Chardonnay is big. It is the most widely planted white-wine grape in the world, and is the most popular white wine in America. It also expresses itself in a variety of ways. Some of you like the buttery, oaky approach, and others gravitate toward a zestier taste profile. I have a friend who drinks nothing but Far Niente, and he buys a lot of it. I prefer the latter group, and like a bracing, less oily Chardonnay.
A few days ago, I opened a bottle of Chardonnay that lies somewhere in between the two poles, and I enjoyed it. It was the 2014 from Jordan, which was released on March 1, and if you are a fan of the Sonoma County winery, look for this soon. (The people at the chateau offer that the 2014 Chardonnay can be cellared until 2021, and I am going to get another bottle and do just that.) You can order if for $32 directly from the winery, or look for it on restaurant menus around the state and on the shelf at your favorite wine merchant.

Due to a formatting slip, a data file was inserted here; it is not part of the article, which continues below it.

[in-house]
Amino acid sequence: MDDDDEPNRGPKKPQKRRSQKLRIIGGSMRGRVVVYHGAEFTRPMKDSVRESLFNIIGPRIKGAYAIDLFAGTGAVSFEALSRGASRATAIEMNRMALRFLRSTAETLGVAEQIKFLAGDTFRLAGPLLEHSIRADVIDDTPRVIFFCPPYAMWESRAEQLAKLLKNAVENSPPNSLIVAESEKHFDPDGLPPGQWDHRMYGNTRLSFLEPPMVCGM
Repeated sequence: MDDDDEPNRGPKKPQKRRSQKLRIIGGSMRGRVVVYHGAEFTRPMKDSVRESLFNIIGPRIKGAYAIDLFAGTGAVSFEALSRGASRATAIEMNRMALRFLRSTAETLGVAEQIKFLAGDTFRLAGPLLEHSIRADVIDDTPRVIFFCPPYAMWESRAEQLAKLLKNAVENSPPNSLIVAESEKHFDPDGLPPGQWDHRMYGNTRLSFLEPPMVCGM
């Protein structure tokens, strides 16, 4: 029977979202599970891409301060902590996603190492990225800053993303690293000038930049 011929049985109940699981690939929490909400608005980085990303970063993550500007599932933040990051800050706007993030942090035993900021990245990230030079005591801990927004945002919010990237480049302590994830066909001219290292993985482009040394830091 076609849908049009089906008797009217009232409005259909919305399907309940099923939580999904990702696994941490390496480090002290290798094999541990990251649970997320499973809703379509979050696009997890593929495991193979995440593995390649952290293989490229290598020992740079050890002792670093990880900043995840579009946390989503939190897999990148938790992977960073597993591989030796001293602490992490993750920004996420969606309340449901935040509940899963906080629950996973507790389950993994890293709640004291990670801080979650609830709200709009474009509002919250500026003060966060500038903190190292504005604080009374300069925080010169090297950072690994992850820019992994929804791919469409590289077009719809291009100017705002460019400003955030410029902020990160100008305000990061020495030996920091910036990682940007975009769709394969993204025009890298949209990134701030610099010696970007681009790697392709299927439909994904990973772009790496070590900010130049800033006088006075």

The 2014 had been in my Eurocave for several days when I opened the bottle, so it was about 54 degrees Fahrenheit. We opened poured a bit immediately, because I wanted to sample it at that temperature. (I tend to like my Chardonnays at 50F, so we put the bottle in the refrigerator while we took our first taste.)
Right away, I liked the crispness of this wine, which grew more pronounced at the lower drinking temperature. There is a somewhat creamy texture to this Russian River Valley Chardonnay, and some caramel, thanks to the five and a half months it spent aging in new French oak (malolactic fermentation was limited to 30 percent, however). Jordan’s winemaker fined and filtered this vintage before bottling, as well. We had a few escargot on hand — garlic and basil — and decided to pair the wine with them. It was a good decision.
The pear and apple notes were wonderful with the bright basil flavor and the earthiness of the garlic. The gripping acidity was refreshing as well, perfect for our light afternoon meal.
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